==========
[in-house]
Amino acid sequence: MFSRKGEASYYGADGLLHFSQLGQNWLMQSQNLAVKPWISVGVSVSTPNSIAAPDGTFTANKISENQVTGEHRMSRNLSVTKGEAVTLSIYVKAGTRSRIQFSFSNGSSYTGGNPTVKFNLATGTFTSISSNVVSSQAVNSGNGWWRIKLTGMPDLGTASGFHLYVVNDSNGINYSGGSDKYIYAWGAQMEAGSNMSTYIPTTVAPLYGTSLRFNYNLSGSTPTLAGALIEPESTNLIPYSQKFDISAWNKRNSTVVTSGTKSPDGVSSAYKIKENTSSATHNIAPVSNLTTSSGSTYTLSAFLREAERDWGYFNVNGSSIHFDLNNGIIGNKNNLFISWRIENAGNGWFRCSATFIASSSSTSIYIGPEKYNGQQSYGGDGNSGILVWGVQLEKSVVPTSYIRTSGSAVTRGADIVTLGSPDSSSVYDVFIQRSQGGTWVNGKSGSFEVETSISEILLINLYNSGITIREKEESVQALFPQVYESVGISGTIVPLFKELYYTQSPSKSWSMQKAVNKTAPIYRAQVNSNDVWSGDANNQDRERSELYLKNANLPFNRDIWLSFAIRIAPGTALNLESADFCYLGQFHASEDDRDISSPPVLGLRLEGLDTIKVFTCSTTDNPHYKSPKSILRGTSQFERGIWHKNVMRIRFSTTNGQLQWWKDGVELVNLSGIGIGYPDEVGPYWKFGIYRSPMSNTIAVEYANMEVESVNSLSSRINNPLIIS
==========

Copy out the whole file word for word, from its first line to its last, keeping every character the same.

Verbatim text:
[in-house]
Amino acid sequence: MFSRKGEASYYGADGLLHFSQLGQNWLMQSQNLAVKPWISVGVSVSTPNSIAAPDGTFTANKISENQVTGEHRMSRNLSVTKGEAVTLSIYVKAGTRSRIQFSFSNGSSYTGGNPTVKFNLATGTFTSISSNVVSSQAVNSGNGWWRIKLTGMPDLGTASGFHLYVVNDSNGINYSGGSDKYIYAWGAQMEAGSNMSTYIPTTVAPLYGTSLRFNYNLSGSTPTLAGALIEPESTNLIPYSQKFDISAWNKRNSTVVTSGTKSPDGVSSAYKIKENTSSATHNIAPVSNLTTSSGSTYTLSAFLREAERDWGYFNVNGSSIHFDLNNGIIGNKNNLFISWRIENAGNGWFRCSATFIASSSSTSIYIGPEKYNGQQSYGGDGNSGILVWGVQLEKSVVPTSYIRTSGSAVTRGADIVTLGSPDSSSVYDVFIQRSQGGTWVNGKSGSFEVETSISEILLINLYNSGITIREKEESVQALFPQVYESVGISGTIVPLFKELYYTQSPSKSWSMQKAVNKTAPIYRAQVNSNDVWSGDANNQDRERSELYLKNANLPFNRDIWLSFAIRIAPGTALNLESADFCYLGQFHASEDDRDISSPPVLGLRLEGLDTIKVFTCSTTDNPHYKSPKSILRGTSQFERGIWHKNVMRIRFSTTNGQLQWWKDGVELVNLSGIGIGYPDEVGPYWKFGIYRSPMSNTIAVEYANMEVESVNSLSSRINNPLIIS